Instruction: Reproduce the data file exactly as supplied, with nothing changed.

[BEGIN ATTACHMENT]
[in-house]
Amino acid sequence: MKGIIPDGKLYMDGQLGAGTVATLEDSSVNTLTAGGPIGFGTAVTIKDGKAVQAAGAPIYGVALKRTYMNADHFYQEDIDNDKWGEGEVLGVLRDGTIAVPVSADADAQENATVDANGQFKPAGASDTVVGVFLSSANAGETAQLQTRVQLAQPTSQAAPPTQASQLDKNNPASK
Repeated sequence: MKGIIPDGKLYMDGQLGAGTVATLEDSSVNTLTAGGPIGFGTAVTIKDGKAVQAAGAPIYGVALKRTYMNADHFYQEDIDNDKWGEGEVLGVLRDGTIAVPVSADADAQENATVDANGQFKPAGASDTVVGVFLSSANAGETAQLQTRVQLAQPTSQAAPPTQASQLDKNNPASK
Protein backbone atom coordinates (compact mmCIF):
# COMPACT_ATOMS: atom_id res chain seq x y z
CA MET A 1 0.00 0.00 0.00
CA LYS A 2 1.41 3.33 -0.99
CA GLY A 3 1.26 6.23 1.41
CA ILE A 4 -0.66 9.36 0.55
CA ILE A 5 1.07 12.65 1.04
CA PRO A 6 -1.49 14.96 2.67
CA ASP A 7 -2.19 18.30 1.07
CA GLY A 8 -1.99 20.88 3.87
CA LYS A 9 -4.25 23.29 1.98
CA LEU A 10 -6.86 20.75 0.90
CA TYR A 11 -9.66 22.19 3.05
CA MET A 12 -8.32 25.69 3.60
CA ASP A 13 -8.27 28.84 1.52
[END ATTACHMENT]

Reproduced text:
[in-house]
Amino acid sequence: MKGIIPDGKLYMDGQLGAGTVATLEDSSVNTLTAGGPIGFGTAVTIKDGKAVQAAGAPIYGVALKRTYMNADHFYQEDIDNDKWGEGEVLGVLRDGTIAVPVSADADAQENATVDANGQFKPAGASDTVVGVFLSSANAGETAQLQTRVQLAQPTSQAAPPTQASQLDKNNPASK
Repeated sequence: MKGIIPDGKLYMDGQLGAGTVATLEDSSVNTLTAGGPIGFGTAVTIKDGKAVQAAGAPIYGVALKRTYMNADHFYQEDIDNDKWGEGEVLGVLRDGTIAVPVSADADAQENATVDANGQFKPAGASDTVVGVFLSSANAGETAQLQTRVQLAQPTSQAAPPTQASQLDKNNPASK
Protein backbone atom coordinates (compact mmCIF):
# COMPACT_ATOMS: atom_id res chain seq x y z
CA MET A 1 0.00 0.00 0.00
CA LYS A 2 1.41 3.33 -0.99
CA GLY A 3 1.26 6.23 1.41
CA ILE A 4 -0.66 9.36 0.55
CA ILE A 5 1.07 12.65 1.04
CA PRO A 6 -1.49 14.96 2.67
CA ASP A 7 -2.19 18.30 1.07
CA GLY A 8 -1.99 20.88 3.87
CA LYS A 9 -4.25 23.29 1.98
CA LEU A 10 -6.86 20.75 0.90
CA TYR A 11 -9.66 22.19 3.05
CA MET A 12 -8.32 25.69 3.60
CA ASP A 13 -8.27 28.84 1.52